November 14 is World Diabetes Day

About one million South Africans have diabetes, but some will only find out when they’re admitted to hospital with a stroke, heart attack or gangrenous foot. These tragic complications of uncontrolled diabetes could be avoided with a simple finger-prick test.

World Diabetes Day aims to increase an awareness of the effects of diabetes and its complications to the population. It is also hoped that the increased awareness will lead to more resources to fight the causes of diabetes and help fund research into improved treatment options.

On Wednesday November 14, 2012 EMER-G-MED Centurion Operations will be at the Brooklyn Police Station to test SAPS officers. Members of the community are invited to join the EMER-G-MED team and SAPS between 11am and 1pm to have their blood sugar levels tested. A big thank you to Roche for sponsoring the test strips, as there is a set amount so ensure to get there early in order to be tested.

About Diabetes

Diabetes is a chronic medical condition in which your body is unable to produce or respond to the hormone insulin. Insulin is produced by the pancreas, which controls blood sugar (glucose) levels and allows the body to use blood sugar by entering into the little cells that need fuel or energy.

When your blood sugar levels are high, your pancreas churns out insulin and when your sugar level is low it blocks production. Without insulin, glucose from your diet simply floats around in your bloodstream causing all sorts of problems while your cells starve from a lack of fuel.

The longer your diabetes goes undiagnosed and untreated, the longer rampant uncontrolled damage is taking place. Untreated diabetes will also lead to a whole range of unpleasant side effects like dizziness, tiredness, poor concentration and work performance as well as increased urination. The sooner you test, the sooner you can feel normal again.

Know what screening involves

Testing for diabetes is very simple. It involves a finger prick test.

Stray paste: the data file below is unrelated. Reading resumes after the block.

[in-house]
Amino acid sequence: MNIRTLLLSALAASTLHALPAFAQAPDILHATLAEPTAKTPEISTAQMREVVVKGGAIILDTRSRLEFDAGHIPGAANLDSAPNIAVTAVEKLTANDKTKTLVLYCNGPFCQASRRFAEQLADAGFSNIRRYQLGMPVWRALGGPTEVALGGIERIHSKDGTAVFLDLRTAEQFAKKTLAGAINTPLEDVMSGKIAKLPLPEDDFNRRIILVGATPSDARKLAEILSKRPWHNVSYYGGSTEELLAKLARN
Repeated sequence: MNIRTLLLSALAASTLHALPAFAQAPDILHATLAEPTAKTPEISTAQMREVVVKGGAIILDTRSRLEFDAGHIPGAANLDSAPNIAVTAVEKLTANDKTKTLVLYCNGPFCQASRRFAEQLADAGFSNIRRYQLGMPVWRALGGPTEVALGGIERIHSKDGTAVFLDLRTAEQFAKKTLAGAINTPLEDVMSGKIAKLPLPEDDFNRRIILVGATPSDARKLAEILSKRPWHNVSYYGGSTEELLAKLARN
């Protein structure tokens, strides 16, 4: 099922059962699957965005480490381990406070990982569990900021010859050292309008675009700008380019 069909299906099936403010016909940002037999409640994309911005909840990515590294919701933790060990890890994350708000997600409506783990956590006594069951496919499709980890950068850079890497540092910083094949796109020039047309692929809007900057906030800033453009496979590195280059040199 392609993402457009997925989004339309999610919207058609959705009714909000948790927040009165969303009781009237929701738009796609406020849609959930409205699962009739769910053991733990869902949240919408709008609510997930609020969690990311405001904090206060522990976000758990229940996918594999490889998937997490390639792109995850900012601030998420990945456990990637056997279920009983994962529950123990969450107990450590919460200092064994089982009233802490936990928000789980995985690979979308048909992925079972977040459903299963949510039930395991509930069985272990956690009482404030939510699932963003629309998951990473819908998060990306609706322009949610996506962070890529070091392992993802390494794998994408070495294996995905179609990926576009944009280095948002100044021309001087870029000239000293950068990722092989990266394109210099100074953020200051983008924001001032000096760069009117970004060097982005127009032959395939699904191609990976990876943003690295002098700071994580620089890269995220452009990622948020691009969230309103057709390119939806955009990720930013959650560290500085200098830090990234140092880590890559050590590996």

A tiny needle is used to prick your finger and a drop of blood is extracted. It’s placed on a test strip. A machine will produce a result one minute later.

You can also be tested for diabetes at a pharmacy or by your Doctor.

Understanding what your results mean

An extremely high blood sugar level is cause for alarm and your doctor may admit you to a hospital.

If your result is simply very high or high and you do not appear to be imminently expiring, your doctor will send you to the laboratory the next morning for a fasting blood glucose test or an oral glucose tolerance test.

A high glucose on a screening test indicates a high probability that you have diabetes, but a laboratory test will need to confirm the diagnosis.

Everyone should be tested regularly for diabetes. More specifically, you should be having yearly life-long screening (from as young as 10 years of age) if you have the following risk factors for diabetes:

  • If you are overweight (defined by weight-and-height chart tables for children and a body mass index of more than 25 for adults)
  • If you have diabetes-associated conditions like high blood pressure, polycystic ovarian syndrome, high cholesterol, vascular disease for example heart attack and stroke
  • If diabetes runs in the family like parents or siblings with diabetes
  • If you have ever had an abnormal glucose test that means you have impaired glucose tolerance or pre-diabetes
  • If you have ever been diagnosed with diabetes during pregnancy or given birth to a baby weighing more than 4kg.

If you don’t have any risk factors for diabetes, you should start screening every two to three years from the age of 45 years. You should also see your doctor as soon as possible for screening if you have symptoms of diabetes such as increased urination, increased thirst, unexplained weight loss, tiredness, dizziness or blurred vision. There is no harm in screening for diabetes: it’s far more dangerous not to test.

Diabetes is a common and serious condition, but screening is simple and accessible. If you can’t be there on Wednesday be sure you get yourself down to your GP or pharmacy for a diabetes screening.

Also view:

Diabetes and Road Safety

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